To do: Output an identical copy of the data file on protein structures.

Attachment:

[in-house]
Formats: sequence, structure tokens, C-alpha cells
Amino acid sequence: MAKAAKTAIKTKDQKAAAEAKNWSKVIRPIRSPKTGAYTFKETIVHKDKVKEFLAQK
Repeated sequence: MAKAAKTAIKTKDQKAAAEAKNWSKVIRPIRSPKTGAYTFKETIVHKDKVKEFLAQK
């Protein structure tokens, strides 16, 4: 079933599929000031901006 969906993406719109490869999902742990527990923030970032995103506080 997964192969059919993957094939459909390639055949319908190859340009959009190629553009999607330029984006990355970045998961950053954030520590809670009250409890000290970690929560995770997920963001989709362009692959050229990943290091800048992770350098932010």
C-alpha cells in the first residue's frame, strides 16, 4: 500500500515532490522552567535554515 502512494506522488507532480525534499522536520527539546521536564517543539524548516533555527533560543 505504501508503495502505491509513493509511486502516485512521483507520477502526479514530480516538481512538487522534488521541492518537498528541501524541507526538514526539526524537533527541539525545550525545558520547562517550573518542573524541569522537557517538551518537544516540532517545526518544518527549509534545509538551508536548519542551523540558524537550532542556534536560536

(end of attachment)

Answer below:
[in-house]
Formats: sequence, structure tokens, C-alpha cells
Amino acid sequence: MAKAAKTAIKTKDQKAAAEAKNWSKVIRPIRSPKTGAYTFKETIVHKDKVKEFLAQK
Repeated sequence: MAKAAKTAIKTKDQKAAAEAKNWSKVIRPIRSPKTGAYTFKETIVHKDKVKEFLAQK
């Protein structure tokens, strides 16, 4: 079933599929000031901006 969906993406719109490869999902742990527990923030970032995103506080 997964192969059919993957094939459909390639055949319908190859340009959009190629553009999607330029984006990355970045998961950053954030520590809670009250409890000290970690929560995770997920963001989709362009692959050229990943290091800048992770350098932010």
C-alpha cells in the first residue's frame, strides 16, 4: 500500500515532490522552567535554515 502512494506522488507532480525534499522536520527539546521536564517543539524548516533555527533560543 505504501508503495502505491509513493509511486502516485512521483507520477502526479514530480516538481512538487522534488521541492518537498528541501524541507526538514526539526524537533527541539525545550525545558520547562517550573518542573524541569522537557517538551518537544516540532517545526518544518527549509534545509538551508536548519542551523540558524537550532542556534536560536